Vaughn’s abrupt departure means there are two seats open in the House of Delegates as the session gets underway. On Monday, Busch canceled the planned swearing-in of a Baltimore Democrat who had been tapped to fill a vacancy, but then was charged with violating campaign finance laws by making illegal donations to Baltimore Mayor Catherine E. Pugh (D).
“The vast majority are doing the right thing, doing what’s in the best interest of the people,” Del. Barbara Frush (D-Prince George’s) said of politicians who serve in the State House. “Occasionally you will have people who will step across the line, and that puts an onus on all of us and makes us all look bad.”
Vaughn was born in Tuskegee, Ala. He attended DuVal High School in Prince George’s County before receiving a bachelor’s degree from Southern University in Louisiana.
Before being elected to the House, Vaughn worked in banking and finance, according to his official House of Delegates biography. He came under scrutiny for falsely claiming on his campaign website that he played football for the Dallas Cowboys for three years, which he retracted in 2010 after questioning from a Washington City Paper reporter.
He also worked in sales for Marriott and Hilton’s Embassy Row Hotel in Washington. Vaughn currently owns ADDR Properties, a real estate company in Mitchellville, according to Maryland assessment records.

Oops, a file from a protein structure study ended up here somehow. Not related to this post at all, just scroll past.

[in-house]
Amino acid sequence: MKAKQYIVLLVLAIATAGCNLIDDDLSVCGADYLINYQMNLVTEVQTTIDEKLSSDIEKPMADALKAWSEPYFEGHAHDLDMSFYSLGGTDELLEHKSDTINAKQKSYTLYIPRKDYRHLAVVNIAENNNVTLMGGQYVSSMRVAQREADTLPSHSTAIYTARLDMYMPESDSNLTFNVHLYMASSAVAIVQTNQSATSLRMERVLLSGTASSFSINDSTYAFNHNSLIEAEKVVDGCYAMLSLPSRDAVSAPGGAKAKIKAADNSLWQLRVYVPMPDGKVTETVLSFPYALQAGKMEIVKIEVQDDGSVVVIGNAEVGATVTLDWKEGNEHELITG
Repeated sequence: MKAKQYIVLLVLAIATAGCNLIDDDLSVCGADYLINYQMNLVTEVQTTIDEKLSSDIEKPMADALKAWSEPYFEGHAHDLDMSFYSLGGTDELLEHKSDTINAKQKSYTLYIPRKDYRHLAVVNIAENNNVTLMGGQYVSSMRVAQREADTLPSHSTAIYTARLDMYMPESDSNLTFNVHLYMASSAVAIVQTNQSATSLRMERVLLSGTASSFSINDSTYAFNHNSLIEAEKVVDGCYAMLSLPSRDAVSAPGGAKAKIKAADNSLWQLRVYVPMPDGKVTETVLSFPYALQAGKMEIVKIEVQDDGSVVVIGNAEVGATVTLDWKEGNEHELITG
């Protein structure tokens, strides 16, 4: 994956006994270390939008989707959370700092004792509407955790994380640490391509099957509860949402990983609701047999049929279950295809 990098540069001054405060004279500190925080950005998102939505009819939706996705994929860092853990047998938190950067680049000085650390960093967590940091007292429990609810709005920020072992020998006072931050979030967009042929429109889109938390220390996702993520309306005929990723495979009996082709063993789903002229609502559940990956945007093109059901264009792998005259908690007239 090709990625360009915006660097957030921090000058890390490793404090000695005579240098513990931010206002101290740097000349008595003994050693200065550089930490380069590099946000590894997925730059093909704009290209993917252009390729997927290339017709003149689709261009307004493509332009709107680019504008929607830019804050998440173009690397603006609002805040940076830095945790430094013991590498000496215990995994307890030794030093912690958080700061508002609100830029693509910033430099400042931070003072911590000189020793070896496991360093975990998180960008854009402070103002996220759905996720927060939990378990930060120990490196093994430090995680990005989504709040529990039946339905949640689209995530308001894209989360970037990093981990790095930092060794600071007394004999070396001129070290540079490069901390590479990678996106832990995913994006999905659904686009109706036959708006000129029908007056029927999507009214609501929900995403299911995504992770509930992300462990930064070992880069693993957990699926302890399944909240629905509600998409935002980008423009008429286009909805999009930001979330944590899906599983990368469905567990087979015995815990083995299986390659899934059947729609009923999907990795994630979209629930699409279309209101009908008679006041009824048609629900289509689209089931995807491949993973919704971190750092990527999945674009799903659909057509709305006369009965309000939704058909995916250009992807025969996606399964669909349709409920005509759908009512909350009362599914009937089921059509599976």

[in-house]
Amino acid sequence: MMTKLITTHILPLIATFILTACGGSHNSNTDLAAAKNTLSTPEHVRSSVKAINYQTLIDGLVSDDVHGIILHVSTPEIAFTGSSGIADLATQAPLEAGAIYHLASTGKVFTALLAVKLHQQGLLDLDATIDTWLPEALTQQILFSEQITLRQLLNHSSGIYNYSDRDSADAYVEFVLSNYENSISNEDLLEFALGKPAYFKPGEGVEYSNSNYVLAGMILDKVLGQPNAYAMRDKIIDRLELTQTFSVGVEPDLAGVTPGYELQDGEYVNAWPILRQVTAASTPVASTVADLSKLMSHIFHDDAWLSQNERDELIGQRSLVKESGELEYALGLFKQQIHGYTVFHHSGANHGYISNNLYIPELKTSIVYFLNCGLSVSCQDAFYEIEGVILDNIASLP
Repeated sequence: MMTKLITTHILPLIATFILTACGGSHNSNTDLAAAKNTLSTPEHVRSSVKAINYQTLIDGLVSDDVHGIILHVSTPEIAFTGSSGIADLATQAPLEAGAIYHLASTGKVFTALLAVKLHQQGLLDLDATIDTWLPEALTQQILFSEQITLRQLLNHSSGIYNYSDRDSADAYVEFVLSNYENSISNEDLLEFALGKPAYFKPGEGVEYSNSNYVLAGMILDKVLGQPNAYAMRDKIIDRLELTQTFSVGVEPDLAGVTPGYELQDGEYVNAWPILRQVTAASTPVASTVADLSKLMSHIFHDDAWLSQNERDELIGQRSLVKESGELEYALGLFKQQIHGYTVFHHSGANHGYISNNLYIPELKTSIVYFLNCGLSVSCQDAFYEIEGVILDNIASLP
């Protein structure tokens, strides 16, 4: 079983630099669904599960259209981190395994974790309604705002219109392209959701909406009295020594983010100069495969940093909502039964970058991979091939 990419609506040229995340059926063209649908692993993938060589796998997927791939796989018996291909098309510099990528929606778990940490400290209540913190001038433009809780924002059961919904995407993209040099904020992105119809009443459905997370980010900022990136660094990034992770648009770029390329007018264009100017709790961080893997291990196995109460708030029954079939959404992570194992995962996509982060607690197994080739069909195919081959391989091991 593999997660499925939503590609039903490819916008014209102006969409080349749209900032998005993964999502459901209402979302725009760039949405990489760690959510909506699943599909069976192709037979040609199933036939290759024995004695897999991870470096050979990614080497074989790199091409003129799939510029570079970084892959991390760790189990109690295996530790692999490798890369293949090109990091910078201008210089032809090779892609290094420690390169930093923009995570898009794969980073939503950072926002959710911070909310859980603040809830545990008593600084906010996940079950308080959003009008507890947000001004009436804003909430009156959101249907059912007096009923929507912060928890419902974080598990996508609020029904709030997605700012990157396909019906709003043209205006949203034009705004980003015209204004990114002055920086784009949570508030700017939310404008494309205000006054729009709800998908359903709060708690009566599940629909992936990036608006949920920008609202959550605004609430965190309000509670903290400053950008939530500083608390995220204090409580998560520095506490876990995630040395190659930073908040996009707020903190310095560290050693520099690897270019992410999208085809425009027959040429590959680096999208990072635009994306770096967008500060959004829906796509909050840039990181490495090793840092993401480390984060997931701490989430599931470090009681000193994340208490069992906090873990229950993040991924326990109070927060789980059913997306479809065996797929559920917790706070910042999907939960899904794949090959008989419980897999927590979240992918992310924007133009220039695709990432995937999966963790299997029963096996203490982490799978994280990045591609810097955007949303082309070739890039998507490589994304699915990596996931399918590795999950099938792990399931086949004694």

Since taking office in 2003, Vaughn has served on the Economic Matters Committee, which deals with bills that regulate alcohol, as well as banking, economic development, insurance and utilities. He has chaired the business regulation subcommittee for economic matters since 2007. In 2006, he was House deputy majority whip.
Vaughn supported 2015 legislation authorizing Sunday liquor sales in Prince George’s County, and a follow-up bill in 2016 that limited an expansion in the number of Sunday licenses to five.
The federal investigation unveiled last week accused David Son, a longtime Prince George’s liquor regulator who worked for his county’s senators in 2015, of arranging bribes from two liquor store owners to two elected officials for their work on the bills.
Sen. C. Anthony Muse (D-Prince George’s) said Wednesday that he plans to introduce a bill that would revamp the structure of the liquor board and the way licenses to sell alcohol are awarded.
Del. Jay Walker (D-Prince George’s), the chairman of the county’s delegation, said in a statement that the lawmakers were “deeply disappointed” in the federal allegations of corruption and the assertion that current or former lawmakers were involved.
“The Prince George’s Delegation strives to meet the highest standard of legislative ethics,” Walker said. “These allegations should not reflect on the hard working members of the Prince George’s Delegation who are deeply committed to representing their constituents with integrity and independence.”
Walker said that he has not spoken to Vaughn in recent days.
Although the resignation letter was delivered Wednesday, it was dated Tuesday. Lawmakers who share the same parking garage as Vaughn said that when they arrived for the session’s first day, Vaughn’s nameplate had already been removed from his parking space.
Arelis R. Hernández, Josh Hicks, Fenit Nirappil and Cheryl W. Thompson contributed to this report.